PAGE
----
Opposition MPs have begun engaging with stakeholders with a view to improving a Private Members Bill that seeks to amend the Copyright and Related Rights Act 2006.
The bill is sponsored by the Minister in the shadow of Culture and Performing Arts, also MP from North Mawokota, Hillary Innocent Kiyaga (NUP).
The first stakeholder meeting was held on Friday 23 September 2022 in Parliament under the chairmanship of the Leader of the Opposition in Parliament (LOP), Hon Mathias Mpuuga, and was attended by officials from the Ministry of Justice.
The proposed amendment seeks to close loopholes in the 2006 law to recognize and protect the rights of a composer of artistic work and streamline copyright registration, among others.
Registrar General Mercy Kainobwisho told the meeting that while her agency, URSB, acknowledges that there are gaps in existing law along with implementation challenges, there is no need for a Private Members Bill that her entity had already contracted for.
to the Uganda Law Reform Commission to process an amendment that would lead to the taming of international treaties on copyright and audiovisual performances.
“The provisions of this bill and the proposed amendments to the current law may parallel the steps the URSB is taking to amend the law,” she said.
However, her presentations were questioned by MPs Abdulhu Byakatonda (Ind., Workers), Geoffrey Kayemba Solo (NUP, Bukomansimbi South) and Kiyaga.
Her concerns were amplified by artists Hannington Bugingo (comedian) and Sylver Kyagulanyi of the Copyright Institute.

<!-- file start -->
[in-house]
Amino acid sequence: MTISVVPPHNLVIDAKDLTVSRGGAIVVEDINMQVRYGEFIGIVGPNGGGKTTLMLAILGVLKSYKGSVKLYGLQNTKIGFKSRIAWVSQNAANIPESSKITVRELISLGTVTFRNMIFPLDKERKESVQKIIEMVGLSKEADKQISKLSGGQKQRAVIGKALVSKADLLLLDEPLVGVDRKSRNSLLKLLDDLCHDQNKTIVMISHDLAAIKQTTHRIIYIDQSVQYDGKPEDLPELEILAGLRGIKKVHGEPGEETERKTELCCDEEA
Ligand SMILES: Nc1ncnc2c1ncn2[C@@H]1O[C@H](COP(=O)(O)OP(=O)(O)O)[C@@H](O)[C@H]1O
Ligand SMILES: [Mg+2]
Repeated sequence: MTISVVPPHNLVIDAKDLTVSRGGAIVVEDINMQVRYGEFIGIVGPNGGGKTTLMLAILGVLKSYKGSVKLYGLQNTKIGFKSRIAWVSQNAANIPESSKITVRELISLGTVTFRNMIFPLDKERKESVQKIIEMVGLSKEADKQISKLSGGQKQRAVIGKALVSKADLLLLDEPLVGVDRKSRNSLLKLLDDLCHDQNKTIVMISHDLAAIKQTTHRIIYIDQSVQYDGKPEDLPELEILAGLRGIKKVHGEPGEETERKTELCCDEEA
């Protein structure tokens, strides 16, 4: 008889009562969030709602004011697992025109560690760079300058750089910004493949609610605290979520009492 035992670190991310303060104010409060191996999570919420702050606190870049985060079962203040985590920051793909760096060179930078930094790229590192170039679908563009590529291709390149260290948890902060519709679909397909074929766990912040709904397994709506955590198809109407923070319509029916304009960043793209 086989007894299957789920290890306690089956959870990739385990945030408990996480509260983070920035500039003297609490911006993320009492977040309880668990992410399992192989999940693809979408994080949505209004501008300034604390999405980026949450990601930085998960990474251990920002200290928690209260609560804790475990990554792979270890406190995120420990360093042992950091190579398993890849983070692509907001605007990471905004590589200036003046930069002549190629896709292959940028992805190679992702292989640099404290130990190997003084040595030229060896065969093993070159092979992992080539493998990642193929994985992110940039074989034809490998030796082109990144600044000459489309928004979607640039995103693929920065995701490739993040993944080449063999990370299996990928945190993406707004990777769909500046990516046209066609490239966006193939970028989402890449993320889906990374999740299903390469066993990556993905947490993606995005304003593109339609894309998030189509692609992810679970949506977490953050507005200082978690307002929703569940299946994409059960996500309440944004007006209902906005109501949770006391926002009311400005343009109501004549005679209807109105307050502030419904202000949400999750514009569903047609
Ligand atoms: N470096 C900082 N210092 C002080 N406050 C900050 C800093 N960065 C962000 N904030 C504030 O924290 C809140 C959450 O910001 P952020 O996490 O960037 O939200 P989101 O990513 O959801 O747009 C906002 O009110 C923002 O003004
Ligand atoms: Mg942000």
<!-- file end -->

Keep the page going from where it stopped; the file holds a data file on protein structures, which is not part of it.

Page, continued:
“We want this law to be modified in the areas of regulation, administration and protection.
The regulation is so pertinent because we already have an existing problem with [Uganda Communications Commission] UCC,” Kyagulanyi said in reference to the theater plays and public performance rules UCC announced in 2019.
“We creatives should be regulated, but what UCC is doing is displaying the gap in current law .
UCC is using a draconian law from 1964: the Public Entertainment and Theater Act which should be repealed.
UCC would be within their mandate if they try to regulate transmission but they are trying to [stretch their mandate] to the regulation of everything, including creativity and creative work,” he added.
Subsequently, the meeting agreed to harmonize the positions of the two parties and hold joint consultations so that the legislation is processed within the current fiscal year.
“With these very good proposals, if we don’t sit down and agree on the issues as we have heard them, [risk] talking about the 2022 law in the same way that we are talking about the 2006 law,” Biribonwoha said.